Normal Maps Compression

Saturday, January 20th, 2007

Once again I set out to prove people smarter than me are wrong by trying various things for tangent-space normal map compression, and once again I found myself wrong.

Lesson one: you can’t stuff normals in DXT1, no matter how much voodoo you do on the reconstruction side. The blocks show through, painting little 4×4 bricks on top of the bricks of my test texture.

Lesson two: if you resort to 8 bits per pixel, try the so-called DXT5_NM format. It’sВ X component in alpha, Y component replicated in the color components, Z = sqrt(1 - X*X - Y*Y). It looks OK, and has no visible blocking artifacts.

The problem with reconstructing Z from X and Y is that it’s a non-linear operation, andВ breaks down under bilinear filtering - just think of what Z component you’d reconstruct when fetching right in the middle between two pixels, one with (1,0) and the other with (0,1) XY components. The error is greatest near the equator (small Z values), but it is always there. Thankfully, real-world normal maps rarely have sharp normal boundaries, and most of the normals point straight up, so the general appearance of bumpiness is preserved. And it sure beats the blocks you get if you keep the Z values somewhere in the DXT5 block, or dropping the resolution of the normal mapВ in halfВ if you go to two bytes per texel.

The Case for 64-bit OSes

Friday, September 8th, 2006

I did a small experiment in memory allocation today. My work PC has 2 GB of physical RAM. I tried allocating:

  • 1 GB in one go: failed
  • 2 x 512 MB : failed
  • 1 x 900 MB: succeeded
  • 2048 x 1 MB: failed around the 1800th allocation

Clearly something is fragmenting the address space - a fixed loading address DLL, the AGP aperture, maybe some stubborn driver - I don’t know enough about the Windows internals to find out what it is. But I know I want to be able not to worry about whether it will be possible to allocate 1 GB on a machine with 2 GB of physical RAM!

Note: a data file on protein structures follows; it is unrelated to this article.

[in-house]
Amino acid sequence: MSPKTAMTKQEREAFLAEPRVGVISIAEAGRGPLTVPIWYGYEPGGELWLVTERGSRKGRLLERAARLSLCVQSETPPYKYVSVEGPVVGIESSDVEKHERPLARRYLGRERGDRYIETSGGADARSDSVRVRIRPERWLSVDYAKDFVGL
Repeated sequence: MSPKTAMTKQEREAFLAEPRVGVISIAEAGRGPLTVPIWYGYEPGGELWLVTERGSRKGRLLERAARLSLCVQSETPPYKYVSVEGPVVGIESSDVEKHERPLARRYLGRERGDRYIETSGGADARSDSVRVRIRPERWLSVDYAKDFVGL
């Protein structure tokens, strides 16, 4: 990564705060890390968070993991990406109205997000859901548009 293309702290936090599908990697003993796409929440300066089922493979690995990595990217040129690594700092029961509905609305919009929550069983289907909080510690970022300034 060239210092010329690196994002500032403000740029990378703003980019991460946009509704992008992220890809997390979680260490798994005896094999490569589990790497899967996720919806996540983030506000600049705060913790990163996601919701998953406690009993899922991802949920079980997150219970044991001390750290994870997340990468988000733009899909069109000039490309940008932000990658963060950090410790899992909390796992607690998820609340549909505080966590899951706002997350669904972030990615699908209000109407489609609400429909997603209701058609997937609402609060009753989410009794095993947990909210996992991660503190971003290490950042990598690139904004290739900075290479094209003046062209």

Iron Lua, please!

Thursday, September 7th, 2006

Via Let’s Kill Dave come the news that Iron Python 1.0 is out. And you could even use it to build XNA games, as it compiles to the same MSIL that C# compiles to.

Python is sooo 2004, however. Lua’s where all the cool kids, sorry, responsible game developers are. Several years ago His Moonness, Roberto himself, had worked on a CLR incarnation of Lua; maybe it’s time to dust it off, bring it up to .NET 2.0 and Lua 5.1, and release it. For great justice.

Active vs. Passive Observer

Monday, September 4th, 2006

An interesting, and somewhat obvious in hindsight distinction made by John Carmack in his Quakecon keynote between active and passive observers of a game’s visuals. The passive observer is someone who is watching a screenshot, or watching another person play; the active observer is the user in control of the game. The passive observer is much more likely to notice bad texel/pixel ration, aliasing on the trees in the distance or wobbly shadows; for him, the image is the end. The active observer treats the image as a means to an end, which is the game itself. Essentially, we’re marketing games to passive observers, who’ll buy them and then experience them as active observers.